Full disclosure: I’m a Muppets nut. I even saw Muppets in Space in the theaters, and I liked it; I’m that big of a nut. I had a beach towel with Kermit playing his banjo printed on it and it was the best thing. Seriously, the best thing. The most advantageous part about being obsessed, even mildly obsessed with anything, is that there isn’t too much room for disappointment. Likewise, the slightest bit of news, gossip, or whatever is enough to elicit boundless excitement. So when I heard about the newest Muppets movie, needless to say, I could barely contain myself (and I don’t think I was alone). Also I knew not to expect anything miraculous, no transcend use of puppetry technology, no masterful strokes of storytelling, because after all, this is the Muppets we’re talking about.

But this is precisely the charm of the Muppets, or at least the largest part of their charm. The humor is decidedly innocent and genuine, clever without touches of irony, and it reminds us what it was like to laugh before we all turned into cynical a-holes. With the Muppets, you’re laughing with someone, never at someone, which may make the Muppets a completely humanist endeavor, the kind that easily shucks off any sticky-sweetness or saccharine glib. Perhaps we can agree on two things: Jim Henson was the nicest person ever, and if you don’t like the Muppets you are missing a soul.

All this doting brings me to my biggest point: if you go to see The Muppets with high expectations that you’ll see a movie worthy of Henson’s legacy (a legacy, you must admit, is skewed by the rosy glasses of childhood), a movie that will skyrocket Kermit and crew back into the popular consciousness and provide a whole new generation with felt-covered love; if you think you’ll see a movie that will reaffirm your inner child and redeem your faith in Hollywood, a movie that will do this all in some seamless harmony, you are bound to be let down on some level. The Muppets have never been about these types of expectations. The Muppets are about doing your best, believing in yourself and others, and, hopefully, with the help of friends, pulling off a show that will delight and entertain. All that stuff that makes us secretly break out in goose bumps. It’s that simple, and whoever tries to complicate this may very well be the world’s biggest jerk.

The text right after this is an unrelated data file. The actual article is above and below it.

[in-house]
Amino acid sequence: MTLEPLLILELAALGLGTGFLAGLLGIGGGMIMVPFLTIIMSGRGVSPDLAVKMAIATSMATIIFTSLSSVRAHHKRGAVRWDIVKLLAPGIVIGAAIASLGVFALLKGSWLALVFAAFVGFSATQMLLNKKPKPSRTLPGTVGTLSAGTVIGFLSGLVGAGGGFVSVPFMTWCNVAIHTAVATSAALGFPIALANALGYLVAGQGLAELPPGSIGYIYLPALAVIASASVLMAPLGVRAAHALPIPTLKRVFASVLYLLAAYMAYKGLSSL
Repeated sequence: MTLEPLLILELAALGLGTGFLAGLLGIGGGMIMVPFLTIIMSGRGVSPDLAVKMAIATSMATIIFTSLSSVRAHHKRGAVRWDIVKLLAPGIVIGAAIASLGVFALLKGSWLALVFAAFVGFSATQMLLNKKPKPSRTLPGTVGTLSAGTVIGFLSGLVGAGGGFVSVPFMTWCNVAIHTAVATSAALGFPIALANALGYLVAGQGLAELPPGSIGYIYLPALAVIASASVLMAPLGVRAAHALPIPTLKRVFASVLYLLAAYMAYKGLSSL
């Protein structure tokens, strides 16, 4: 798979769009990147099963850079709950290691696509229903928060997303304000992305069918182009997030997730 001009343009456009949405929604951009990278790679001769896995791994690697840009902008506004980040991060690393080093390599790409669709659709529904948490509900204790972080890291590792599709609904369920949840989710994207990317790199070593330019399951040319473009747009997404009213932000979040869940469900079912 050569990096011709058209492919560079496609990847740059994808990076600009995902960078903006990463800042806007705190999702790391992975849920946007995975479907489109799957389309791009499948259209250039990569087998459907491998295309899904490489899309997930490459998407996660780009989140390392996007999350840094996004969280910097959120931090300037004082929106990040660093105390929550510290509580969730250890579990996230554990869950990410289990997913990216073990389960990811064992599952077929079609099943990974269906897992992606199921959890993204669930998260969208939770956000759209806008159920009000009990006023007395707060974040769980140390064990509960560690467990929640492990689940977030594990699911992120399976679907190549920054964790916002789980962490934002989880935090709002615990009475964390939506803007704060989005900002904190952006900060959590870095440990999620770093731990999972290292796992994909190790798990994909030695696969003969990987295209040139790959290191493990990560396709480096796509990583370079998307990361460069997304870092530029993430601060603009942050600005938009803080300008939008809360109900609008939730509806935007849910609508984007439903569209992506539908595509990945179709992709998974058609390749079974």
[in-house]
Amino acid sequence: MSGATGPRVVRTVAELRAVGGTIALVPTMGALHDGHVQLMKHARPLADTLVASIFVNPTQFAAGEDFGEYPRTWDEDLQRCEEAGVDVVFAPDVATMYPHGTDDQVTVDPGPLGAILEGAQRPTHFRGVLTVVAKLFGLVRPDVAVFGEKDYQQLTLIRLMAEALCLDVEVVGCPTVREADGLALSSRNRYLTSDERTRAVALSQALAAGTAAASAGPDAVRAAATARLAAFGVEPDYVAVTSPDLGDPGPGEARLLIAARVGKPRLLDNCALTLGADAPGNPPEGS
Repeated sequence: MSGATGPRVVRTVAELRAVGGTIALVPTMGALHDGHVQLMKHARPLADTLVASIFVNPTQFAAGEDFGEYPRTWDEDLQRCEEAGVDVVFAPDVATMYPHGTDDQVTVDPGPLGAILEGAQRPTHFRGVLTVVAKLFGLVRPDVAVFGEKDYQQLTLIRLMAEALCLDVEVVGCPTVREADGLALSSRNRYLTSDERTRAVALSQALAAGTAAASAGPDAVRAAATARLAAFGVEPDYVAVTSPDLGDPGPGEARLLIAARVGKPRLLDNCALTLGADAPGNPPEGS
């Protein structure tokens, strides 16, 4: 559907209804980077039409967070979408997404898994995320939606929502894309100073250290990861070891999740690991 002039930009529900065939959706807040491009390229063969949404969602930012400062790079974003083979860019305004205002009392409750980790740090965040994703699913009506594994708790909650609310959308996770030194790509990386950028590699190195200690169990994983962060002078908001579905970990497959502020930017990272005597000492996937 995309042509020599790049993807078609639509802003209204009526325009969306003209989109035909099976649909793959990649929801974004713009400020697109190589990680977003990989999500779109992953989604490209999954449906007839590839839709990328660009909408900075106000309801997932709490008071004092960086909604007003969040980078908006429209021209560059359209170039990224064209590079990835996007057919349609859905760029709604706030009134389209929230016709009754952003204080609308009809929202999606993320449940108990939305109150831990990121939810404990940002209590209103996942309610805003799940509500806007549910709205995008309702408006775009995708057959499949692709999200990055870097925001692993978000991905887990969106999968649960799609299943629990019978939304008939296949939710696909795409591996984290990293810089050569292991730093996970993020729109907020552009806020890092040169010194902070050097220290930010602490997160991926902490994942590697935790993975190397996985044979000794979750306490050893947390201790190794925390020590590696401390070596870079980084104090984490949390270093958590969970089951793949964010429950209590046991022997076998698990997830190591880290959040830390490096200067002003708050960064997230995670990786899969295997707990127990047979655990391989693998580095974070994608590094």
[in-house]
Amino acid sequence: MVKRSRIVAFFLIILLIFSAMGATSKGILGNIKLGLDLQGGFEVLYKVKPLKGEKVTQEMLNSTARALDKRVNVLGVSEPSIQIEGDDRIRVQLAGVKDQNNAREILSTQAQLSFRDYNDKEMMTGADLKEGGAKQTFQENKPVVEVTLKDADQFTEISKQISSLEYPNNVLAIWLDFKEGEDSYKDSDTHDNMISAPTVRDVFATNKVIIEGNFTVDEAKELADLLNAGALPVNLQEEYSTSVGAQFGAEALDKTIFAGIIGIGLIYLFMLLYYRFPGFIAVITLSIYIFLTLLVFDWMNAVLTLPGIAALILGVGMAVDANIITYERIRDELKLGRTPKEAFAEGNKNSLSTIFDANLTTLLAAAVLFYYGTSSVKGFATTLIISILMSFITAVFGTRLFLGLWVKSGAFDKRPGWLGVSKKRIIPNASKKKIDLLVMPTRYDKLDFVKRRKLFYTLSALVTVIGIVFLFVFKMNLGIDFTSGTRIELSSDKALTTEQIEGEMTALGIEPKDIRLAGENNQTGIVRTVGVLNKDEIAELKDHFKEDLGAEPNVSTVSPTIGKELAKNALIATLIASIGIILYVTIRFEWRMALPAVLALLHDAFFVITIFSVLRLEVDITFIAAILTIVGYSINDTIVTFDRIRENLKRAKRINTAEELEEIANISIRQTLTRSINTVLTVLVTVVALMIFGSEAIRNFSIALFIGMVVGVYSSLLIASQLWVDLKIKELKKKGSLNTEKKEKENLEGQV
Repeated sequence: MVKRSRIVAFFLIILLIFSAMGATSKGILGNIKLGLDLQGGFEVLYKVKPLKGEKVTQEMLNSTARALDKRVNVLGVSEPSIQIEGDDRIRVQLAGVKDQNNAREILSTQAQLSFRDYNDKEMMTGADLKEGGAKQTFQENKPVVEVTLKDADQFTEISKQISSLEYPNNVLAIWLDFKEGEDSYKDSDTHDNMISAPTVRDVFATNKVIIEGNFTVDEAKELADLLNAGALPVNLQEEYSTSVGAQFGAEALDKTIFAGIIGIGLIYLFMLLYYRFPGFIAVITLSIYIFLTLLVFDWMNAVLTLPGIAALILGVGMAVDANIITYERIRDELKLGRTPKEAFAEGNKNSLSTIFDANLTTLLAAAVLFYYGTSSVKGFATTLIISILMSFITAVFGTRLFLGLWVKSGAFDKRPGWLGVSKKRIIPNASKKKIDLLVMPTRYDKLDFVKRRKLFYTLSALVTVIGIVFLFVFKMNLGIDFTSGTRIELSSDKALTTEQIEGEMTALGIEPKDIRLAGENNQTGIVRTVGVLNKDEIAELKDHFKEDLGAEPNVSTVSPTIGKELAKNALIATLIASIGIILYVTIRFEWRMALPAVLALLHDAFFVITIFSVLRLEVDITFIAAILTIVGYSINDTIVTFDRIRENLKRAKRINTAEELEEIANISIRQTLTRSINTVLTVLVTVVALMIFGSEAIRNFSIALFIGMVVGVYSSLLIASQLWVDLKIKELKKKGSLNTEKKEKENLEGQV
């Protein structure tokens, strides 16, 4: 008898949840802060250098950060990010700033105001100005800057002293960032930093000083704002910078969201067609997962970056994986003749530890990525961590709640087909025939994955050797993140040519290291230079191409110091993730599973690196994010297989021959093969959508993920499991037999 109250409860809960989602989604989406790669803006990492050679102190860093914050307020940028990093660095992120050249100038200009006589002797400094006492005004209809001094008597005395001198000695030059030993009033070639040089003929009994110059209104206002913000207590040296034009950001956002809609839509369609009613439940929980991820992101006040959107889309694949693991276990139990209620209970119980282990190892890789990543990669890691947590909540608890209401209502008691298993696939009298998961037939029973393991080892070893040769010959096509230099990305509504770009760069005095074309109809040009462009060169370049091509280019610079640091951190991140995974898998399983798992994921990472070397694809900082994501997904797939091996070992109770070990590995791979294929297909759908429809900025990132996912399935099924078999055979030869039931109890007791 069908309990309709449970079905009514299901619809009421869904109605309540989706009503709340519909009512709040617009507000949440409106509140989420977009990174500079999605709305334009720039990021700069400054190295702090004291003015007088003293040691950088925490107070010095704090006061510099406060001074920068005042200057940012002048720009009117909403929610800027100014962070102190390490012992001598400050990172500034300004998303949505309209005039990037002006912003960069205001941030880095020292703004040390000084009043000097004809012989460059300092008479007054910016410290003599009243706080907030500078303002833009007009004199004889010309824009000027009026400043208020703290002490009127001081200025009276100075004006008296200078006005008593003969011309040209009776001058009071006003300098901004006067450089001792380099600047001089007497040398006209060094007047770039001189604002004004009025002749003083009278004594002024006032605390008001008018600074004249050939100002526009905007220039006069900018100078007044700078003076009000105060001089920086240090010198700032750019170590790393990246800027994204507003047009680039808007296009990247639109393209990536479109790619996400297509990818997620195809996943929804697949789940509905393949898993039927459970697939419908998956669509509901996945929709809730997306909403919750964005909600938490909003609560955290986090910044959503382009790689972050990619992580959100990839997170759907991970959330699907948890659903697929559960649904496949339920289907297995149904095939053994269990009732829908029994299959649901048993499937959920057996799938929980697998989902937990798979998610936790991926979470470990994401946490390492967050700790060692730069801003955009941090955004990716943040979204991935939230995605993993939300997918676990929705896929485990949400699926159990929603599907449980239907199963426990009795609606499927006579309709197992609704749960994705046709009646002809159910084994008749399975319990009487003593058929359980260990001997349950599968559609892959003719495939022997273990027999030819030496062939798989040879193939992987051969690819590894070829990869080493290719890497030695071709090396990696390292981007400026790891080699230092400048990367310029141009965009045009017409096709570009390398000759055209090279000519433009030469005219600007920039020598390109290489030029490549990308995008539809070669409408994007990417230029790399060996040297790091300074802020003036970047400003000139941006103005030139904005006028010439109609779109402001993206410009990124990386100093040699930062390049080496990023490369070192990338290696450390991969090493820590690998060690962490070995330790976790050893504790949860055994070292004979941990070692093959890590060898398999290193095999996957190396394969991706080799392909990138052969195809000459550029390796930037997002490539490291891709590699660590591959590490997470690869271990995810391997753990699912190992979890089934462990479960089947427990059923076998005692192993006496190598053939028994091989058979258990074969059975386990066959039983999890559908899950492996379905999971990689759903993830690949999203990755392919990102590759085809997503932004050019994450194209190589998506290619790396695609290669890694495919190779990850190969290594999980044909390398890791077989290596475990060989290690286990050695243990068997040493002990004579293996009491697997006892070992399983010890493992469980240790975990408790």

The first movie of the franchise in over ten years finds the Muppets studio in disrepair and threatened by an evil tycoon, Tex Richman (Chris Cooper), who wants to tear down the theater and drill for oil. According to Kermit’s “standard rich and famous contract,” control of the Muppet empire will be ceded to Richman after 30 years. That is unless the gang can muster up the ten million dollars needed to save the studios. Unfortunately, in our modern age, the Muppets are off doing their own things. Gonzo is a plumbing tycoon, Miss Piggy is the plus-size editor for Vogue in Paris, and Electric Mayhem is busking in Times Square. It’s up to three friends, Gary (Jason Segel), his Muppet brother, Walter, and Gary’s girlfriend, Mary (Amy Adams), to reunite Kermit with the rest of the team and put on one whopper of a telethon show.

A large issue the movie deals with, or that Disney (who bought the franchise) feels it should deal with, is how to introduce the characters to a younger audience without alienating the generation that grew up watching the movies and the television series. At its core, The Muppets is meant for children and adults alike, and the movie does a fair job of accomplishing this. In one scene Kermit, looking for a celebrity to host the telethon, debates calling Jimmy Carter. There’s a barbershop quartet rendition of “Smells Like Teen Spirit,” and an appropriate cover of C-Lo’s “Forget You” by a gaggle of clucking chickens. There are also guest appearances by Selena Gomez, Jack Black and Feist (who made a cameo on Sesame Street as well), each kid-centric in their own ways, while James Bobin, of the absolutely adult Flight of the Concords and Da Ali G Show, directs. In one respect there’s no denying that The Muppets belong to an older crowd, but only incidentally so.

I’m not going to say The Muppets is a great movie, but it is a labor of love for co-writer, Jason Segel (a confirmed Muppet-phile), and for all those involved, even the audience. This is obvious and this makes the movie hard to fault. Sure, if this was any other movie, I couldn’t make this excuse, but this is the Muppets for heaven’s sake! However there are certainly some noteworthy pieces of craft in The Muppets, namely the original songs written by Flight of the Concords’ Bret McKenzie, especially “Me Party” and “Man or Muppet.” And the set design is fresh and visually pleasing. If you’re looking for a good reason to see The Muppets, it’s this: You really, really want to, and you know it.